Throughout his life, as athlete, student, officer in the Royal Navy and businessman, he has observed people and organisations, compared them, and sought the behaviours that led to success or failure. He has copied those behaviours that lead to success as best he can, and encouraged them in others. He realised very quickly that much advice given by trainers, manager and coaches is erroneous, guilty of survivor bias (a term he only learned and understood much later), dogma or politics. The general lack of interest by leaders and trainers in methods of improving organisational performance is only one of many surprises that awaits any scientific student of business, military organisations or sports teams. Unsuccessful sports teams are rarely popular subjects for books, but there are many popular accounts of business and military incompetence. The countless books and courses available that claim a magic formula for success without any scientific basis are even more astonishing, especially to any writer who struggles to sell his own work.
Another interesting outcome of observation is that people avoid analysing scientifically their own life. This is perfectly rational behaviour; no genetic benefit comes from understanding. Attempts to understand, like attempts to improve sports performance through strategy, training and changes to behaviour, are the work of failures. Those who succeed through natural ability or native cunning have no need. Instead, they focus on climbing the hierarchy that they have selected and are oblivious to reality, indeed anything outside their own hierarchy. There is little interest in learning anything unless it can help with their climb. Some people who have tried the climb and failed then give up and adopt a hobby; they too, have little motivation to study the cause of their humiliation. Both winners and losers prefer to follow the direction given them by their genes, their environment, peer pressure and conditioning.
Colleagues remarked on Milne’s powers of observation, but he was usually unconscious of the skills that he used to make sense of the world, not least because he found it difficult to do so. In addition, humans rarely accept observation without changing their behaviour, and some even object violently to what they perceive as a form of psychoanalysis, an intrusion into their personal space, an invasion of intimacy.
Mostly, his interpretation of the world contradicts the perceived wisdom of religious, political and academic figures who dominate the printed page. There is the dogmatic and dualistic approach of religious writers, who continue to publish even after the publication of Darwin’s The Origin of Species and whose readers continue to buy and read their works. There is also a brand of academic writers whose belief in the saintliness of their historical records borders on the miraculous; that these are mainly the output of tax-collectors seeking to justify their extractions escapes them.
Even so, there are some thinkers and writers whose work inspired him to continue his investigations. Stephen Potter and Eric Berne, Ron Dillon and David Gibson taught him how to think about human behaviour. Stephen Potter was an English writer and inventor of Gamesmanship, a humorous look at human behaviour that was the first attempt to define stranger interactions. Eric Berne took this idea and expanded it to create transactional analysis. Potter and Berne were some of the first writers to describe human relations without dogma and based on observed behaviour.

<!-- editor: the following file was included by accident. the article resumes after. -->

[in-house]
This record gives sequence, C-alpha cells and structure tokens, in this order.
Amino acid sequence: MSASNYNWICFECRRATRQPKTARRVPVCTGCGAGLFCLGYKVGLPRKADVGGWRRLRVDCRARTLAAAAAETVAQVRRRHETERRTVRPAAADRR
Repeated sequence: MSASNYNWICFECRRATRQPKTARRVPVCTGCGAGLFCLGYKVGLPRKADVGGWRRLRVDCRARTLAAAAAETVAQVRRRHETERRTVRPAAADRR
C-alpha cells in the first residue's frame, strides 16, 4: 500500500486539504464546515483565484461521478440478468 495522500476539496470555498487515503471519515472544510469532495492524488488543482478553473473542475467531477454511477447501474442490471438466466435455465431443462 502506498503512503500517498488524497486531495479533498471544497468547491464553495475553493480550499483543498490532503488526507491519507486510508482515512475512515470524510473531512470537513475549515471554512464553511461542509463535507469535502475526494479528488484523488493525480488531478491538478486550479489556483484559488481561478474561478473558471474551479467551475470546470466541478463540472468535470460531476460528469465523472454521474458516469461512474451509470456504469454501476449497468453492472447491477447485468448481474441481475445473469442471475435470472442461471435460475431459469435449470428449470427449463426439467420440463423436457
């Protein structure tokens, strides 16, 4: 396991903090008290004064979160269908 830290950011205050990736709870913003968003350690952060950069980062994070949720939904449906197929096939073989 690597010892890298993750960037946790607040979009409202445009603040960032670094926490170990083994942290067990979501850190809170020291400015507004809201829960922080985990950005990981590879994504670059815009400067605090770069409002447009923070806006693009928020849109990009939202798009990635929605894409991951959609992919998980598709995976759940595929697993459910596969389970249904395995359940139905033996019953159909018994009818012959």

Ron Dillon is the greatest authority on workplace adult learning. He led the development of competence-based learning as part of the Learning Organization Network in the UK. His role at Rank Xerox as Training Quality Assurance Manager guaranteed results in behavioural change training. Milne was fortunate to work with Ron over many years, to put into practice the skills that he learnt, and to see and measure the results in learning and business objectives.
David Gibson taught a range of skills and techniques whose effectiveness has been proven by modern technology to improve adult learning. David introduced Milne to the best ways of learning new behaviour.
Nigel MacLennan is a psychology professor who confidently predicts improvement in performance through changes in human behaviour. He provided Milne with the motivation to challenge the indifferent and overcome their objections.
For eight years, Milne directed a training department. Thanks to the goals and support of his management at Gestetner/NRG, and the freedom and budget that he controlled, he developed training into a highly objective, results-focused operation. He implemented behavioural objectives for the training goals and observed these before and after interventions. He also introduced brain-friendly accelerated learning methods that helped to absorb and transmit large amounts of information quickly and efficiently. He taught communication, business and management skills using games.
He taught thousands of sales people, hundreds of managers, and dozens of directors. Later, in charge of his own team, he surpassed all the records in his company to increase sales by 40% each year. As guaranteed by Nigel MacLennan, he more than doubled his salary. Now he continues in a commercial role, opening new markets for the most successful industrial computing company. At the same time, he is researching, writing history books, and developing the theory of the Tax Man.
The application of his skills in observation, pattern recognition, classification, definition and differentiation to historical and contemporary research produced this theory of human evolution from mammal and ape. This theory he expresses genetically and behaviourally, and proves scientifically with reference to the history of humanity and its various societies. He can also show that alternative theories for human evolution are not sustainable when confronted by well-documented evidence.